Home  -  Career Home  -  Career Profile
The Biochemist


Persons employed in this occupation in the United States:
2004: 16,100
Projected 2014: 19,500

Persons employed in this occupation in Iowa:
2002: 60
Projected 2012: 70

2004 Median National
Annual Wages: $68,700
2004 Median Iowa
Annual Wages: $68,900

***Source: America's Career InfoNet

Which area of biochemistry do you think will grow the fastest?
Human genetics
Food genetics
Disease research
  View Results


Her enjoyment of science was a driving force in Margit's education. In high school courses like biology, advanced biology, chemistry and physics were all influential in her career choice as a biochemist. Her father was a high school teacher and was friends with the biology teacher at her school. That teacher used to bring her slides with samples on them. She would examine them with her own personal microscope and enjoyed the scientific inquiry involved in it.

As a freshman in college, Margit knew she wanted to be a biology major so most of her elective courses were science-oriented. She earned her bachelor's degree in biology. After getting a job at an international company specializing in agricultural genetics, she went back to school to work on her masters of business administration (MBA) degree. She did this on a part-time basis while continuing to work full time. After receiving her M.B.A., Margit stayed with the company and continues to work there today.

Generally, a student wanting to be a biochemist would get a bachelor's degree in the areas of either biochemistry or molecular biology. Many students go on to earn a master's degree and even a doctorate. These advanced degrees would allow them to teach at the college level or to direct research.

Work Experiences and Internships:

Although she knew she was interested in a science career, in high school Margit wasn't presented with many opportunities for work experiences in this area. Instead, she concentrated on her high school science classes.

In college she worked as a lab assistant in a microbiology lab. She feels she gained invaluable experience working there and highly recommends it. "It's a very competitive field," she says. "And to get an edge over others, it's important to have lab experience." She suggests that college students definitely get a job in a lab. Sometimes it's even possible to set it up as a college-credit internship, depending on what college you attend. Either way, as work experience or as an internship, Margit feels lab experience is a big plus when it comes to finding a job as a biochemist.

Activities and Organizations:

Running on the cross-country and track teams was a big part of Margit's high school career. These types of activities can teach teamwork and discipline and are valuable components in helping students realize they can reach goals. In a science career such as biochemistry, goals are constantly set. Meeting those goals and finding new and different ways to do it is what it's all about. Margit also suggests becoming a member of an Future Farmers of America (FFA) organization (http://www.ffa.org). She has seen students from this organization tour her company and feels that being a part of it may be a good way to educate students in agriculture and biotechnology.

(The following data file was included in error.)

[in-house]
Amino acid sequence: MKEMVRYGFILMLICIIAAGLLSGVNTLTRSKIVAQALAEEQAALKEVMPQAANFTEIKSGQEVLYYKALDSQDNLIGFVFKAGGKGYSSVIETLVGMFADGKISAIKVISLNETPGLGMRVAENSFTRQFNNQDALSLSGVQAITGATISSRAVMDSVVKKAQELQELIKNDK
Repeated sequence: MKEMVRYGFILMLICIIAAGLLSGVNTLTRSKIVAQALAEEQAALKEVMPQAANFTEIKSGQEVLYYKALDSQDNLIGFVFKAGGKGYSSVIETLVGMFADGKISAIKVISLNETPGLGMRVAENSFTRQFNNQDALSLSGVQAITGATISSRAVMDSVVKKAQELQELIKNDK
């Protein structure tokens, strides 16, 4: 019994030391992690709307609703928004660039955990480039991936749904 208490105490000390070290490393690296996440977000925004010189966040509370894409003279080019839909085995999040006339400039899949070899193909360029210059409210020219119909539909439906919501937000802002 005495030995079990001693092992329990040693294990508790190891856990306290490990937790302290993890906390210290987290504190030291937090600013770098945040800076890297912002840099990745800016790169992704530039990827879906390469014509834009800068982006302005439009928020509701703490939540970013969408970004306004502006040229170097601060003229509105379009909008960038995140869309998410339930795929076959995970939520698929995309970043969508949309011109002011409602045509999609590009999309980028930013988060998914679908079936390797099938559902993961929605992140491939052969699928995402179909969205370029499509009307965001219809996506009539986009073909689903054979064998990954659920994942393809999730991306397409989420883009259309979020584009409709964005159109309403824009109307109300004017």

Margit continued her cross-country activities in college and also worked at two different jobs which involved speaking in front of people. She credits those experiences with her comfort in making presentations in front of groups in her current job.

She suggests that if college students want to work in a certain area of biochemistry (such as genetics), they should get a mentor in that area.

Setbacks and Obstacles:

Acting on a suggestion from a teacher, Margit changed majors for a quarter when she was in college. But she soon realized her first love was biology, so she switched back to a biology major and hasn't regretted it since.

Margit feels that once she graduated from college, her biggest obstacle was lack of lab experience. There always seemed to be someone who had more experience. After no success in her job search, she decided that all she needed was for someone to take a chance on her. So at an interview with a leukemia research project, she said, "I know I don't have directly related experience, but I went to a good college, and I have a good understanding of what I need to do. I just need someone to give me a chance." This got her the job!


A career in science was always Margit's goal. Science had always been fascinating to her, and she had enjoyed it since her childhood. Biochemistry just seemed like a natural fit for her. She knew she either wanted to be a biochemist or pursue a career in the medical field. As a freshman in college, she realized she liked biology best, and the quest for scientific discovery kept her going.


In fifth grade Margit received a microscope from her parents as a gift. She was thrilled and had fun conducting her own scientific studies on blades of grass and water samples from a lake. Her mother even participated by pricking her finger and letting Margit look at the blood cells under the microscope. It was all fascinating to her, and even at that young age she knew she wanted a career in science.

Next: A day in the life of a Biochemist.



Contact Us: lashell@iptv.org
Copyright 2009, Iowa Public Television
The School to Careers project is supported by funds from a USDE Star Schools grant.
Enhanced Careers made possible through a generous grant provided by the Alfred P. Sloan Foundation

The views presented on this site do not necessarily reflect those of Iowa Public Television; nor does IPTV endorse the businesses represented. Our mission is to make students aware of a variety of careers with as much objective information as possible.